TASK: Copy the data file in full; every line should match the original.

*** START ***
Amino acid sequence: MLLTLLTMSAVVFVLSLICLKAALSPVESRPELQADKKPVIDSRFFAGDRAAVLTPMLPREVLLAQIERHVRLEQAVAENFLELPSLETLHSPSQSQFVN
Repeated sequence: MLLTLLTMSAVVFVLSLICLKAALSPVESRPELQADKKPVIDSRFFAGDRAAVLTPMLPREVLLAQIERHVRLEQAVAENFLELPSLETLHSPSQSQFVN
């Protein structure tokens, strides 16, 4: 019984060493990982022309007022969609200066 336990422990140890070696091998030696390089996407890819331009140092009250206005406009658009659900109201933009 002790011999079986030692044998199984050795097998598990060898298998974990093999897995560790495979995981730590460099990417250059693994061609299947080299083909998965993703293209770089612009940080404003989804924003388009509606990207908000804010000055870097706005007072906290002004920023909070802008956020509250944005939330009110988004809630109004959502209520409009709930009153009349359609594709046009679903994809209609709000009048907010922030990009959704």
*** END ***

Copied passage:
Amino acid sequence: MLLTLLTMSAVVFVLSLICLKAALSPVESRPELQADKKPVIDSRFFAGDRAAVLTPMLPREVLLAQIERHVRLEQAVAENFLELPSLETLHSPSQSQFVN
Repeated sequence: MLLTLLTMSAVVFVLSLICLKAALSPVESRPELQADKKPVIDSRFFAGDRAAVLTPMLPREVLLAQIERHVRLEQAVAENFLELPSLETLHSPSQSQFVN
């Protein structure tokens, strides 16, 4: 019984060493990982022309007022969609200066 336990422990140890070696091998030696390089996407890819331009140092009250206005406009658009659900109201933009 002790011999079986030692044998199984050795097998598990060898298998974990093999897995560790495979995981730590460099990417250059693994061609299947080299083909998965993703293209770089612009940080404003989804924003388009509606990207908000804010000055870097706005007072906290002004920023909070802008956020509250944005939330009110988004809630109004959502209520409009709930009153009349359609594709046009679903994809209609709000009048907010922030990009959704």